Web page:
Could you live on £1 a day?By Carol Evans
March 11, 2013
Tracey Rawling Church celebrated her birthday last week with cakes in her office. A few days earlier, the 52-year-old was living on the breadline for charity and could barely afford a crust.
For five days, Mrs Rawling Church, a director at Kyocera Document Solutions in Gillette Way, South Reading, survived on £1 a day for the Live Below the Line charity to raise money for Oxfam.
She said: “It was surprisingly challenging. It was difficult to shop around to find enough for under £5.
“It was impossible to include meat and I couldn’t find any fresh fruit or veg that I could afford to keep my energy levels up.
“It took quite a long time to work out how to get enough food to live on within the budget.”
In the end, Mrs Rawling Church, who lives in Central Reading, chose her menus from low-cost ‘value’ brands on the shelves of the Morrisons supermarket near her office. She said: “One loaf lasted me for the full five days so I had a slice of toast and a scrape of value marmalade for breakfast every day.
“For dinner, I made veggie chilli or pasta sauce, all value brands.
“Working in an office, lunch was more of a problem, but I ended up with five packets of value Super Noodles in a variety of flavours.
“But I managed to keep body and soul together.
“I turned down offers of free tea and coffee and two lots of birthday cakes in the office.
“I drank value lemon squash at 28p a bottle or water and for a hot drink I had peppermint tea and used each teabag twice. I had no budget for milk.
“The worst part of the whole thing was not having a healthy diet, not having enough fresh fruit and vegetables. I didn’t feel what I had was very balanced.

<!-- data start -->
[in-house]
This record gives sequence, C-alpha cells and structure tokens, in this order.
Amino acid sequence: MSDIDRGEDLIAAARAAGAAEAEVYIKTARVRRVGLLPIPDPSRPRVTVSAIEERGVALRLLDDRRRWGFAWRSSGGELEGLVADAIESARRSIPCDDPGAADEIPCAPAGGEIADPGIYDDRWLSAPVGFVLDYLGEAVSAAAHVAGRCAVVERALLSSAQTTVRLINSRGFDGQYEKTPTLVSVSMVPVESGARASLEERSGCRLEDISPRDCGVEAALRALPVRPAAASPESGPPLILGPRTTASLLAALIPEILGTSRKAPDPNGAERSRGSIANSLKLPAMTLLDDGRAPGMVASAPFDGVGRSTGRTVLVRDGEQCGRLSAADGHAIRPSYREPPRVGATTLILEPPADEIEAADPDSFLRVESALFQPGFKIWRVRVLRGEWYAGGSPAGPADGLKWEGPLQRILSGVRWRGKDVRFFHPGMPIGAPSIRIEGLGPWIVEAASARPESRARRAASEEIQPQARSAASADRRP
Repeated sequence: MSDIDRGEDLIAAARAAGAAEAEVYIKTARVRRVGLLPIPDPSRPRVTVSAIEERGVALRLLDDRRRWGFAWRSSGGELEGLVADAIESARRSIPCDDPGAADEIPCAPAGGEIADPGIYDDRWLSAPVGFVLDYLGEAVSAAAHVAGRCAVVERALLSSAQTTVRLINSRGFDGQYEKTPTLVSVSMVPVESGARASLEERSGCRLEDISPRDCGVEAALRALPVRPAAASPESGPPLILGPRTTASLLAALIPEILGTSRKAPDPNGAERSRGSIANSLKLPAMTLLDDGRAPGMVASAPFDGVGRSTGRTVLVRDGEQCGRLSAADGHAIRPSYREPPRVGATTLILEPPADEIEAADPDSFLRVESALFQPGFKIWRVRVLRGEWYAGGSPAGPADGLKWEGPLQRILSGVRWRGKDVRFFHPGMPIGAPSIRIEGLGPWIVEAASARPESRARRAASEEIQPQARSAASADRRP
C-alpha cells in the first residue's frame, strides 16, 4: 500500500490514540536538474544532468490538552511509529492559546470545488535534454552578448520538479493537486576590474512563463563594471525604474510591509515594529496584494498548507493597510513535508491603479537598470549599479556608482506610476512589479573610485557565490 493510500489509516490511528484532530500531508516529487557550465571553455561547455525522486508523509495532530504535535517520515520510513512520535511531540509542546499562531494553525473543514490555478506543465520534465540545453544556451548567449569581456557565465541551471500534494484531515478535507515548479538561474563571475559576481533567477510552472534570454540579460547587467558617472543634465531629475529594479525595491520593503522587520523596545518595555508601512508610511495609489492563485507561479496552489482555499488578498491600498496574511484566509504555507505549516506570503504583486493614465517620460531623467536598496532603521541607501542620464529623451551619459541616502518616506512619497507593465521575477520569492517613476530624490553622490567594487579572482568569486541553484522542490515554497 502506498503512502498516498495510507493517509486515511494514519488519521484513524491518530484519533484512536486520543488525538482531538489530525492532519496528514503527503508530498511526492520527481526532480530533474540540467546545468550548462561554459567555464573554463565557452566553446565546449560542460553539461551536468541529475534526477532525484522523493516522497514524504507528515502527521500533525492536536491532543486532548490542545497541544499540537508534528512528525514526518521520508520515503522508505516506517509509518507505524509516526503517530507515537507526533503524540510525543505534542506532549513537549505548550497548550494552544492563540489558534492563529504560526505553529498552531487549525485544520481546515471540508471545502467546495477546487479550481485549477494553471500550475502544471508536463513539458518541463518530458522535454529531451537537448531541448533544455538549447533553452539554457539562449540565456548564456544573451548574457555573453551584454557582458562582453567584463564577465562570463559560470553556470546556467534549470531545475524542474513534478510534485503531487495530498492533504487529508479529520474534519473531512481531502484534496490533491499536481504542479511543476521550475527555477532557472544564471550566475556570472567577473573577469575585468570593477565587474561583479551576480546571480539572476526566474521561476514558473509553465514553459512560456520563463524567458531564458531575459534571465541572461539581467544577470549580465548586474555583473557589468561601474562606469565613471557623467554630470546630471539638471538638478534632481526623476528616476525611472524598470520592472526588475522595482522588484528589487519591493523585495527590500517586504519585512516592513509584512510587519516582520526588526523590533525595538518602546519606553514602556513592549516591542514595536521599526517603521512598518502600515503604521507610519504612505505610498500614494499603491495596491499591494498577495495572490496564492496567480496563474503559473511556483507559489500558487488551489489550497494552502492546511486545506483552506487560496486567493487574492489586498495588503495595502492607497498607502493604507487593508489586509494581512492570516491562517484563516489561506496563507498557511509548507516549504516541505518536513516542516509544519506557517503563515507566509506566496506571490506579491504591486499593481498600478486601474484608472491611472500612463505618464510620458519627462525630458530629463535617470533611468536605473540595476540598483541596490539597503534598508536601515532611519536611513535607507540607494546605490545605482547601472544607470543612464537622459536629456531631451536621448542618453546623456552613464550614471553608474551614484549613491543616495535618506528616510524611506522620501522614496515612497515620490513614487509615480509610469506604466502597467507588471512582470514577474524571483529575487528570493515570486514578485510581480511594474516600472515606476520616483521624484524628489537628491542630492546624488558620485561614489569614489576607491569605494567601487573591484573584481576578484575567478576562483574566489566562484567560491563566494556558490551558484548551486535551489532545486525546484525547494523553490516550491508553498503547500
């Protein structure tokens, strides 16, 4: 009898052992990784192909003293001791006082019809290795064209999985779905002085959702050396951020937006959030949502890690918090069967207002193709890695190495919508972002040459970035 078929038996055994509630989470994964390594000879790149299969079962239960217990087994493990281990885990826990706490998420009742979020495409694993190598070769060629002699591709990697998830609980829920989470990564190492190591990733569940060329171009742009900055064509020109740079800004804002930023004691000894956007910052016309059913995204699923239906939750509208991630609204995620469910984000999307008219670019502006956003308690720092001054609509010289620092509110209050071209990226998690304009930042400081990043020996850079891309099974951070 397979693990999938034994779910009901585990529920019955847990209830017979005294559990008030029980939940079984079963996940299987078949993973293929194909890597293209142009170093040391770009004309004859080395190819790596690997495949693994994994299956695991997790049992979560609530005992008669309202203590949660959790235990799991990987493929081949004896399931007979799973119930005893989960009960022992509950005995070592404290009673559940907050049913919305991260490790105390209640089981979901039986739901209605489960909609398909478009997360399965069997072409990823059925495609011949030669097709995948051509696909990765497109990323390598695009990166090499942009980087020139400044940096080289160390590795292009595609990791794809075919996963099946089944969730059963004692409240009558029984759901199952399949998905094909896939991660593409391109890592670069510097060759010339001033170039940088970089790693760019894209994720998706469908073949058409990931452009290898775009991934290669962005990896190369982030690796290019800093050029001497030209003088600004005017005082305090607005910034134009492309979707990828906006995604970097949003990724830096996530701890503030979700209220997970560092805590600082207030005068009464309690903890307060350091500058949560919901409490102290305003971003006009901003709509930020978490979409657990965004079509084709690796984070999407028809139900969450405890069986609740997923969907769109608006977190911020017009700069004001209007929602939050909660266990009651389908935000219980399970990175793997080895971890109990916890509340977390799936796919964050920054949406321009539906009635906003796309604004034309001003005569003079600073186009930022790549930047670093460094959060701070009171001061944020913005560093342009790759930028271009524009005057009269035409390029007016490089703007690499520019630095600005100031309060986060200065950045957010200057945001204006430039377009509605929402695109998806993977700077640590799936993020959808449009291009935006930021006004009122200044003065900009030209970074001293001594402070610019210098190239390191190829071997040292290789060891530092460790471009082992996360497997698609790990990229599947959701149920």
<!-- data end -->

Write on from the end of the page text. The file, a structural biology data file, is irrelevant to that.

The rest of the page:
“I don’t think I consumed any fat for the whole five days and lost four pounds in weight.”
Mrs Rawling Church did not impose her self-inflicted diet on her family, husband Simon and 12-year-old son Alex, who is now eager to undertake his own Below the Line Challenge in the school holidays.
Mrs Rawling Church said: “If you are compelled to live on that little amount of money, then you are going to have to put effort into shopping around and getting the best you can.
“I didn’t have economies of scale. It would be easier if there was a bigger group.”
Mrs Rawling Church will donate the sum between her normal spend on food and the £5 challenge to Oxfam, to go towards its Who Feeds the World initiative.
She said: “This challenge has been a practical thing to do, not everyone is equipped to run marathons or do abseiling.
“This is a nice way of raising money that is relevant to the issues we are trying to resolve.”
More information about the challenge and how to become involved is available at www.livebelowtheline.org.uk